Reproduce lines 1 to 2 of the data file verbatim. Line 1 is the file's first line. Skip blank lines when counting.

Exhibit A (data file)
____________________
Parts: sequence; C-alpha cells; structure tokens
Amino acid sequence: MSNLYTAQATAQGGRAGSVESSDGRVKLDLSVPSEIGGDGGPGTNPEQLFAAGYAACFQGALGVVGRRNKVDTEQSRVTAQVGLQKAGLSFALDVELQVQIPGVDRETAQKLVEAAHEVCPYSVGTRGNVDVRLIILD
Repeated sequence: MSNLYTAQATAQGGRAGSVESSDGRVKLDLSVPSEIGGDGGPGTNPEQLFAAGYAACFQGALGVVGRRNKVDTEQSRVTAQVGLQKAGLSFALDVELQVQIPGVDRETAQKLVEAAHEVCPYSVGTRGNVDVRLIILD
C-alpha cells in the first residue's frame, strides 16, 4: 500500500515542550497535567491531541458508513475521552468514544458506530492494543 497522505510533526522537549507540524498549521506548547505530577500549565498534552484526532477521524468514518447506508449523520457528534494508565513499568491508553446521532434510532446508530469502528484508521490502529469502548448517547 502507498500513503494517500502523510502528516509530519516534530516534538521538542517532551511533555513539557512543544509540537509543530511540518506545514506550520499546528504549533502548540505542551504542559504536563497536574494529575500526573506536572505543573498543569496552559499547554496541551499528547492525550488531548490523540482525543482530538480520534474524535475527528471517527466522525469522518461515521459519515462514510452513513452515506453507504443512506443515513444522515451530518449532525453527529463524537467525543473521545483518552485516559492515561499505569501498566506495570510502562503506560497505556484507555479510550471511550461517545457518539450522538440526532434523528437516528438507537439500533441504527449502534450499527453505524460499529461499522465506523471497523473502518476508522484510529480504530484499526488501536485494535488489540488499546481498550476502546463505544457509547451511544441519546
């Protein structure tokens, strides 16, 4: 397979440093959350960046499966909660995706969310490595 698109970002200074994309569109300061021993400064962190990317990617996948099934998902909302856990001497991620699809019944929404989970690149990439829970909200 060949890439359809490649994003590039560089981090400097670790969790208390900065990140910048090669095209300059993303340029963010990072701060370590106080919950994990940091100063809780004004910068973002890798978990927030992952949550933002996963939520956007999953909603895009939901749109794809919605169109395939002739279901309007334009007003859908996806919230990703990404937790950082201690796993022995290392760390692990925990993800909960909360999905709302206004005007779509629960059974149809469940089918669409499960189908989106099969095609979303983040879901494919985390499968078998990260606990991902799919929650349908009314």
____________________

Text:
Parts: sequence; C-alpha cells; structure tokens
Amino acid sequence: MSNLYTAQATAQGGRAGSVESSDGRVKLDLSVPSEIGGDGGPGTNPEQLFAAGYAACFQGALGVVGRRNKVDTEQSRVTAQVGLQKAGLSFALDVELQVQIPGVDRETAQKLVEAAHEVCPYSVGTRGNVDVRLIILD